5 Things You Should Know About Polymorphs NFTs

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TL;DR- Polymorphs NFTs have some unique traits that make the project stand out about the rest of the crowded NFT field. However, the community and founding seem to be a bit lacking when compared to some other bigger projects on the Ethereum blockchain.


If you’re interested, you can check out the project’s official site.


Look at the most up-to-date rankings on OpenSea.io to see how the project’s trading volume is ranking against the most popular collections in the world.


What are Polymorphs NFTs?


From OpenSea.io:
The Polymorphs are a collection of morphing NFTs, with 11 available base skins and 200+ traits. The Polymorph’s DNA can be scrambled by its owner, which can change the Polymorph’s base skin, outfit, and wearable items.
The ability for the NFTs to morph is a cool differentiator from other collections.

One more time, what are NFTs?

NFTs are more or less digital art. Art (as an asset class) has outperformed nearly everything else over the past 30 years. If cryptocurrencies were stocks, then NFTs would be collections of canvassed art sitting in museums and vaults. NFTs hold similar properties to physical art:

  • They are one of a limited number
  • They belong to an owner
  • They hold, lose, or increase their value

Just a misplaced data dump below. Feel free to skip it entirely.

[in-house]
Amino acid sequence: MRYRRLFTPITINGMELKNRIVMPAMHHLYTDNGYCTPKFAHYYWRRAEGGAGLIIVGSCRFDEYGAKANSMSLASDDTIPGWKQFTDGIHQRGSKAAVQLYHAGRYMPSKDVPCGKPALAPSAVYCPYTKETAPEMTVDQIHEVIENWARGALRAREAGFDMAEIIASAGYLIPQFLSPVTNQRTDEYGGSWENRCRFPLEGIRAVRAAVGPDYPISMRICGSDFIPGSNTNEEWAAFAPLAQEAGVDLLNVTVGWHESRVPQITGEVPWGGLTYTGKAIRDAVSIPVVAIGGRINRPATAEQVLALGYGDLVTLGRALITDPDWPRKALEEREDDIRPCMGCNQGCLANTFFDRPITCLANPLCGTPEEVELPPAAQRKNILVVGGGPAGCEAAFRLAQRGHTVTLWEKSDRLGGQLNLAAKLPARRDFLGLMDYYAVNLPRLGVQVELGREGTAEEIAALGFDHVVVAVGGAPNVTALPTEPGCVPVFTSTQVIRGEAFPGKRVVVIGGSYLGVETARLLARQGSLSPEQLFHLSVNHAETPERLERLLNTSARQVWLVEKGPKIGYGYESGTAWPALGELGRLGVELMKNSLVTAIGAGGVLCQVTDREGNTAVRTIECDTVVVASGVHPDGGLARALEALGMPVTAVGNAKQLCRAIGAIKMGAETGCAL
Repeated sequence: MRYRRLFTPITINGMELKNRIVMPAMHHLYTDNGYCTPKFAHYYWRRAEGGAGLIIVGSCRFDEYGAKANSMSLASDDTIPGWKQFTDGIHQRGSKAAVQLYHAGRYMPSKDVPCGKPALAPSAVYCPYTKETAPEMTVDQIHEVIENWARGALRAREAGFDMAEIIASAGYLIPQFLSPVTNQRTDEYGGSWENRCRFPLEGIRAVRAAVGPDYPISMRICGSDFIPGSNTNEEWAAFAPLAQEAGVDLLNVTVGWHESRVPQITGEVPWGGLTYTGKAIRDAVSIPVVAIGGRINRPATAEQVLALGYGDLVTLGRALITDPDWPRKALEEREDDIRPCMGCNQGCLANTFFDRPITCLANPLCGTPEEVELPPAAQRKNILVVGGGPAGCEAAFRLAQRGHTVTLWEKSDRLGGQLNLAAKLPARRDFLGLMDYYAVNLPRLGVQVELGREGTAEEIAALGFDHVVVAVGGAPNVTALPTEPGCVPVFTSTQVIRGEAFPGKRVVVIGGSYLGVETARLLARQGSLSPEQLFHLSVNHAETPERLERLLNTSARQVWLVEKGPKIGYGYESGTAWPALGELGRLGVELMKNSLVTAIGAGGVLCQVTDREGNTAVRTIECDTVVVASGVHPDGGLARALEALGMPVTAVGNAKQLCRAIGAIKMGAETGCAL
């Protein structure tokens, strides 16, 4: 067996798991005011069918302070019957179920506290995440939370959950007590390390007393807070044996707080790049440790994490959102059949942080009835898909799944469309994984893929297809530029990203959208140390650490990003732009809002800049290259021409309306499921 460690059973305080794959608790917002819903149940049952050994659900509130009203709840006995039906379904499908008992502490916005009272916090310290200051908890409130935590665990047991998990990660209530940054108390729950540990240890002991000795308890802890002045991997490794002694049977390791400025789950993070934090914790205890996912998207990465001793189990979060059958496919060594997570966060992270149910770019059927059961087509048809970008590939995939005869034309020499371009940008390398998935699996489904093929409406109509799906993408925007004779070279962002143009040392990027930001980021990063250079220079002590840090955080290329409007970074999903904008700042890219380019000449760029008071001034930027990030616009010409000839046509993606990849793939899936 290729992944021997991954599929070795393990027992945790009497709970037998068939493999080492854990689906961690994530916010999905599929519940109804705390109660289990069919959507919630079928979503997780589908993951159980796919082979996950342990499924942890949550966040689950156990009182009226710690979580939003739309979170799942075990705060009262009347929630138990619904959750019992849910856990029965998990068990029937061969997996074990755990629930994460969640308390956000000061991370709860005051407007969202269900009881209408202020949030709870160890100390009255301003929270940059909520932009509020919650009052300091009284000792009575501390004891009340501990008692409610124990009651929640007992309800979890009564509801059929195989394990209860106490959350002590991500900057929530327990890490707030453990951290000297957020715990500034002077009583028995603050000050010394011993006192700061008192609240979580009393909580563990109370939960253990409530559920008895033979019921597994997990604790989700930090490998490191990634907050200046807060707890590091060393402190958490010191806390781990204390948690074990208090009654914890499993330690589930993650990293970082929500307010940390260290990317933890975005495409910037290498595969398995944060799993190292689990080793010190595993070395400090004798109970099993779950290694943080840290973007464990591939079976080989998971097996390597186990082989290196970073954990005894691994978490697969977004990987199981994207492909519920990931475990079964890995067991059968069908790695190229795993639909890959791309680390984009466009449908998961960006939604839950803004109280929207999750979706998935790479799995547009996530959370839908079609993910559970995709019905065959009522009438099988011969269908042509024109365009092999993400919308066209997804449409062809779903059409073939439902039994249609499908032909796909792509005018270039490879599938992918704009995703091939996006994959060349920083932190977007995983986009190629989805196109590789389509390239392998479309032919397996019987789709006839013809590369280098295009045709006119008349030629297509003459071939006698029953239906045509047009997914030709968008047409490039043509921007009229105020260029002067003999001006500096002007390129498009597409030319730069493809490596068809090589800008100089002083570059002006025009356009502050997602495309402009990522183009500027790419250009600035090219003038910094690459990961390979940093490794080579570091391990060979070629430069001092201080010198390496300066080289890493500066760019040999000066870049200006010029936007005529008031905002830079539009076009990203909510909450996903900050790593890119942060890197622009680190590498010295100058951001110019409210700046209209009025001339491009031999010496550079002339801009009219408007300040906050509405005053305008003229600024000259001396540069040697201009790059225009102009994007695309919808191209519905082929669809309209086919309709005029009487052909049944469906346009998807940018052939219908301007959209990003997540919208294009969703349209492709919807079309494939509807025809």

• They provide daily utility (people argue this one)

If you’re one of the people who doesn’t ‘get’ the NFT space- you don’t have to. Just know that humans have an innate ability to attach value to things that don’t necessarily have everyday utility. For instance- what is gold good for? Nothing, really. According to Warren Buffett it does “nothing but sit there and look at you.” It’s a decent semiconductor, I guess.


What makes a good NFT collection?


You don’t want to waste your money on some JPEG that’s going to zero, right? Neither do I. There are thousands of NFT collections on the Ethereum blockchain alone. Supply outstrips demand several times over. How will you know which collections will survive?


Enter the Coin Bureau framework for sizing up NFT collections. Lucky for us there are some telltale signs that a collection is solid. Here they are:

  • Good distribution economics: A perfect distribution would mean each NFT in the collection has a unique owner. For example, an NFT collection of 10,000 pieces has 10,000 different owners. This is important for the price stability of a collection. If whales that own scores of NFTs start selling, panic will follow and the price could collapse.
  • A solid online presence & community (i.e. Twitter, Discord, etc.). Community and hype are paramount. Check out the project’s Twitter page and Discord- is there a big following relative to other projects on OpenSea? A strong community means the project may hold up better in rough times. It also helps a bit if there are big celebrities that hold some of the NFTs.
  • Plenty of rare traits to choose from and a way to assess the relative rarity of those traits. There are a few great ways to do this. The first is using the ‘properties’ tab looking at individual NFTs on OpenSea. The second is using Rartiy.Tools- I have a quick guide for doing so. The last is on the actual Polymorphs website- they have a cool feature that assigns rarity scores to all items in the collection.